N2 - BACKGROUND: Trainee research collaboratives (TRCs) have pioneered high quality, prospective 'snap-shot' surgical cohort studies in the UK. Outcomes After Kidney injury in Surgery (OAKS) was the first TRC cohort study to attempt to collect one-year follow-up data. The aims of this study were to evaluate one-year follow-up and data completion rates, and to identify factors associated with improved follow-up rates.METHODS: In this multicentre study, patients undergoing major gastrointestinal surgery were prospectively identified and followed up at one-year following surgery for six clinical outcomes. The primary outcome for this report was the follow-up rate for mortality at 1 year. The secondary outcome was the data completeness rate in those patients who were followed-up. An electronic survey was disseminated to investigators to identify strategies associated with improved follow-up.RESULTS: Of the 173 centres that collected baseline data, 126 centres registered to participate in one-year follow-up. Overall 62.3% (3482/5585) of patients were followed-up at 1 year; in centres registered to collect one-year outcomes, the follow-up rate was 82.6% (3482/4213). There were no differences in sex, comorbidity, operative urgency, or 7-day postoperative AKI rate between patients who were lost to follow-up and those who were successfully followed-up. In centres registered to collect one-year follow-up outcomes, overall data completeness was 83.1%, with 57.9% (73/126) of centres having ≥95% data completeness. Factors associated with increased likelihood of achieving ≥95% data completeness were total number of patients to be followed-up (77.4% in centres with < 15 patients, 59.0% with 15-29 patients, 51.4% with 30-59 patients, and 36.8% with > 60 patients, p = 0.030), and central versus local storage of patient identifiers (72.5% vs 48.0%, respectively, p = 0.006).CONCLUSIONS: TRC methodology can be used to follow-up patients identified in prospective cohort studies at one-year. Follow-up rates are maximized by central storage of patient identifiers.

AB - BACKGROUND: Trainee research collaboratives (TRCs) have pioneered high quality, prospective 'snap-shot' surgical cohort studies in the UK. Outcomes After Kidney injury in Surgery (OAKS) was the first TRC cohort study to attempt to collect one-year follow-up data. The aims of this study were to evaluate one-year follow-up and data completion rates, and to identify factors associated with improved follow-up rates.METHODS: In this multicentre study, patients undergoing major gastrointestinal surgery were prospectively identified and followed up at one-year following surgery for six clinical outcomes. The primary outcome for this report was the follow-up rate for mortality at 1 year. The secondary outcome was the data completeness rate in those patients who were followed-up. An electronic survey was disseminated to investigators to identify strategies associated with improved follow-up.RESULTS: Of the 173 centres that collected baseline data, 126 centres registered to participate in one-year follow-up. Overall 62.3% (3482/5585) of patients were followed-up at 1 year; in centres registered to collect one-year outcomes, the follow-up rate was 82.6% (3482/4213). There were no differences in sex, comorbidity, operative urgency, or 7-day postoperative AKI rate between patients who were lost to follow-up and those who were successfully followed-up. In centres registered to collect one-year follow-up outcomes, overall data completeness was 83.1%, with 57.9% (73/126) of centres having ≥95% data completeness. Factors associated with increased likelihood of achieving ≥95% data completeness were total number of patients to be followed-up (77.4% in centres with < 15 patients, 59.0% with 15-29 patients, 51.4% with 30-59 patients, and 36.8% with > 60 patients, p = 0.030), and central versus local storage of patient identifiers (72.5% vs 48.0%, respectively, p = 0.006).CONCLUSIONS: TRC methodology can be used to follow-up patients identified in prospective cohort studies at one-year. Follow-up rates are maximized by central storage of patient identifiers.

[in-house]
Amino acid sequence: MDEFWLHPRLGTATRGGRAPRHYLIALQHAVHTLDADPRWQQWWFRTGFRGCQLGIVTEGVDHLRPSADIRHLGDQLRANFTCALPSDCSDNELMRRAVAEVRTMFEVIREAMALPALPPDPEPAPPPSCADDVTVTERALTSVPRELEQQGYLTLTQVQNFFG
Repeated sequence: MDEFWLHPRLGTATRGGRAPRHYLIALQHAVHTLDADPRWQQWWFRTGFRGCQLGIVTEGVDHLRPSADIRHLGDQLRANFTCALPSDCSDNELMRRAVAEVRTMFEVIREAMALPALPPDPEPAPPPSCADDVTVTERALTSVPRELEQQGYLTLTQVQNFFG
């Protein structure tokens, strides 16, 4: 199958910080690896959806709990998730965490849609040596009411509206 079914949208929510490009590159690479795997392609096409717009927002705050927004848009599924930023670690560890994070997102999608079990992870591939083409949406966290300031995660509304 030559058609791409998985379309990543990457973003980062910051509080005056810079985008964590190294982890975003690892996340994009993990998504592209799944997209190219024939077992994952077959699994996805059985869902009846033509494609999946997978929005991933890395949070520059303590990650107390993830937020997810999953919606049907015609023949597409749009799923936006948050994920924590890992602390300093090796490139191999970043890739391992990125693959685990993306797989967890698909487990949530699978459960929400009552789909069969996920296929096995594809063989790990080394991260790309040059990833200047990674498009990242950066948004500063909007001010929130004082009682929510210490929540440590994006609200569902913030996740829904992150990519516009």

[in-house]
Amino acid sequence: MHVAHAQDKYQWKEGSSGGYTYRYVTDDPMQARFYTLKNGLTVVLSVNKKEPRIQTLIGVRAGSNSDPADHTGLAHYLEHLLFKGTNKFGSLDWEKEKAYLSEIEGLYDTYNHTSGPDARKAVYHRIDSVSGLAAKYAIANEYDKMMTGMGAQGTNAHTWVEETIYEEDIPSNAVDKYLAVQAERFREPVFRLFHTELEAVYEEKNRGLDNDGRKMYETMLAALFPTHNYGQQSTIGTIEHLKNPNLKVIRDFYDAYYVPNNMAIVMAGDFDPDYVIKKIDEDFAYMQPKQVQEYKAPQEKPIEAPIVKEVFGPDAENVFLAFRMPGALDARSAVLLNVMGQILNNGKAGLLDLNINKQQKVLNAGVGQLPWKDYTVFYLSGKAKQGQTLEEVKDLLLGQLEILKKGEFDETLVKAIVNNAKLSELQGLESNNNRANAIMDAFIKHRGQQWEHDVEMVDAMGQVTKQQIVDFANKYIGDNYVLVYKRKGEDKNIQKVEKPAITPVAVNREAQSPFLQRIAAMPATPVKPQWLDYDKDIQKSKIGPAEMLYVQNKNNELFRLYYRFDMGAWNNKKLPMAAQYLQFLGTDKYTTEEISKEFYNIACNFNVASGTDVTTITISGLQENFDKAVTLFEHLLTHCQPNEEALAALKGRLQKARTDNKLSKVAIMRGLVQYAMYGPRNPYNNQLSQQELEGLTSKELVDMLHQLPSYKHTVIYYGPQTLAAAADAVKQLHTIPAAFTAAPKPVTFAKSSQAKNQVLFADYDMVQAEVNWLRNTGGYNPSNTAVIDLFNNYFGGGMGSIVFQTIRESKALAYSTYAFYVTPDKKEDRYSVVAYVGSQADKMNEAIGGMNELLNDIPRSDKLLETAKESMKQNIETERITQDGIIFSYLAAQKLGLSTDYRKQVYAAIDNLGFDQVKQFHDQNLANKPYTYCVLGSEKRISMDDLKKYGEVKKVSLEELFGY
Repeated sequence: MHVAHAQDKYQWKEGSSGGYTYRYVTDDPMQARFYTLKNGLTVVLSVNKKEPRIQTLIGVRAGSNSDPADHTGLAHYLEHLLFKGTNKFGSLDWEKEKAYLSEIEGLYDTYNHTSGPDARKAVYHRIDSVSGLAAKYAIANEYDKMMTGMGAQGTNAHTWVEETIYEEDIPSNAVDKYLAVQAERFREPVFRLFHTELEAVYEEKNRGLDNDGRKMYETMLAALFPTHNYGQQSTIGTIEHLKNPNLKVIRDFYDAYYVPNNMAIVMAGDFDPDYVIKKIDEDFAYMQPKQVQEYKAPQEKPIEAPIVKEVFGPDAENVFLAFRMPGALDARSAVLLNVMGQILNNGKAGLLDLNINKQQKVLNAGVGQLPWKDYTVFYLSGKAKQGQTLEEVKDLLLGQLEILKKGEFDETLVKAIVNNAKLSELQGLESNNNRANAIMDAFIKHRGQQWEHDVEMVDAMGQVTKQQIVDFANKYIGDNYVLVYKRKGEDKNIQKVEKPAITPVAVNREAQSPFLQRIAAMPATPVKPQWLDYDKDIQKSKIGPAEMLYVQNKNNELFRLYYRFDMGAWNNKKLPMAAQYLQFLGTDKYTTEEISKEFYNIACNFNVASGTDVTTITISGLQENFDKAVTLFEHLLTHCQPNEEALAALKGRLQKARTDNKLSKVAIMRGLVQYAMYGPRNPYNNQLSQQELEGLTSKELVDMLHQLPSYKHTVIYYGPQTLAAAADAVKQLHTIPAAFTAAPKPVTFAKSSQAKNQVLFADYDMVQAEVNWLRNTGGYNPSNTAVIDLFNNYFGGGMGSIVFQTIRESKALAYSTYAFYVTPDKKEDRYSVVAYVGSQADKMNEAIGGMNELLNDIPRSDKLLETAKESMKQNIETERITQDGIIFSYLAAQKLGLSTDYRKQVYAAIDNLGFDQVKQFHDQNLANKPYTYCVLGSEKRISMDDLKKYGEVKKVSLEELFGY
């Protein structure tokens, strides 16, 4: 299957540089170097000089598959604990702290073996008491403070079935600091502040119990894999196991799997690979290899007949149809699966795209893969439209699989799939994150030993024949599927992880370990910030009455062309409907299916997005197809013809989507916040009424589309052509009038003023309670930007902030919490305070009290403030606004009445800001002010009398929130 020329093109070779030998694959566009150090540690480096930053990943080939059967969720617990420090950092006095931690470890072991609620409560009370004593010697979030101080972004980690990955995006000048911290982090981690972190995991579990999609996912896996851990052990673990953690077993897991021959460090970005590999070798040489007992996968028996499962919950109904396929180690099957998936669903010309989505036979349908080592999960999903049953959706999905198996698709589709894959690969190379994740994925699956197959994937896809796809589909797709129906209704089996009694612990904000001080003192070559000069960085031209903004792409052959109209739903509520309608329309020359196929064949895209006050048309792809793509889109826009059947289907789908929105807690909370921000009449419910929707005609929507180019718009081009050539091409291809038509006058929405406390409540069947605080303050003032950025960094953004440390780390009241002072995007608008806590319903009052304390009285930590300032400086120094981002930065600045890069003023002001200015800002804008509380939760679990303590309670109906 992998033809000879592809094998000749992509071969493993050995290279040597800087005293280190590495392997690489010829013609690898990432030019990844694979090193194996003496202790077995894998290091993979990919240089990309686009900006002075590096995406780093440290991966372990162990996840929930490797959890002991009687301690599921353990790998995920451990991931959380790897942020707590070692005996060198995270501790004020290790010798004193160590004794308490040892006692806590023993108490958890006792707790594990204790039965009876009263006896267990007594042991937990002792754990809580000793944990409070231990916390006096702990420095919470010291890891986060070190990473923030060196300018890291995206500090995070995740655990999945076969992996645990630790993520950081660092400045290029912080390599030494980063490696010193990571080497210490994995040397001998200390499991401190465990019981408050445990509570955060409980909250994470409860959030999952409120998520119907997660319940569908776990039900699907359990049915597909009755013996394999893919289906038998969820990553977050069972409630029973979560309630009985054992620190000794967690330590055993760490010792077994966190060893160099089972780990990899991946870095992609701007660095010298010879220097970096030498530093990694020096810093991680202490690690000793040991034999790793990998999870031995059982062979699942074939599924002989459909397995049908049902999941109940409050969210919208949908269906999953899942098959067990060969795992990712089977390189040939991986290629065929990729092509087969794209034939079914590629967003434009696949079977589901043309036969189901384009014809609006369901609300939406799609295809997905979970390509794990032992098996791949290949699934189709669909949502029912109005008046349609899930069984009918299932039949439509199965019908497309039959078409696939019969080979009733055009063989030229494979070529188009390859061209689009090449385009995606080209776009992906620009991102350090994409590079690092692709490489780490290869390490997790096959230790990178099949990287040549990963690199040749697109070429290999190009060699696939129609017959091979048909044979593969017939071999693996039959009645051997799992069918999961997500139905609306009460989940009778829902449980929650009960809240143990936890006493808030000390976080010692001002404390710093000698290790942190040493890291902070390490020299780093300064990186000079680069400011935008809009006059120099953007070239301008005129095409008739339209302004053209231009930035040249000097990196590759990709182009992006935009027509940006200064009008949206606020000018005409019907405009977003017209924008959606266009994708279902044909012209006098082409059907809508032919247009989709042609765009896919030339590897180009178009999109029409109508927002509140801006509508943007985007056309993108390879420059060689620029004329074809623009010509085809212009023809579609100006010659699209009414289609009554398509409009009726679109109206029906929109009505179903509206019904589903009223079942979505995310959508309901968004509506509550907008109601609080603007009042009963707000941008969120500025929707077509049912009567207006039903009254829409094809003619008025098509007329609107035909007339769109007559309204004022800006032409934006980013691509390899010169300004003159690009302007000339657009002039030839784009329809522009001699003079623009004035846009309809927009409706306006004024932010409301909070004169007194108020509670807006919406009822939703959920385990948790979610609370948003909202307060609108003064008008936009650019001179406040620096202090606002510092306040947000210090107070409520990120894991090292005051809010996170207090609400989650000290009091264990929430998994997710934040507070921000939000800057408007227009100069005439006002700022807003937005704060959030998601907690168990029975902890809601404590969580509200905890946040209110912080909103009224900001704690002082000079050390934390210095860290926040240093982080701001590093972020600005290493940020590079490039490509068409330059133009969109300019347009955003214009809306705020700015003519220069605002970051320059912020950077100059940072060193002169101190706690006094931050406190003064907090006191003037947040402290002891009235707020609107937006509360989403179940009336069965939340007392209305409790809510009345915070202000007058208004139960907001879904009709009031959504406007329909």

KW - Research collaborative

KW - Surgery

KW - Follow-up

KW - Methodology

U2 - 10.1186/s12874-019-0857-y

DO - 10.1186/s12874-019-0857-y

M3 - Article

C2 - 31830925

VL - 19

JO - BMC Medical Research Methodology

JF - BMC Medical Research Methodology

SN - 1471-2288

IS - 1

M1 - 237

ER -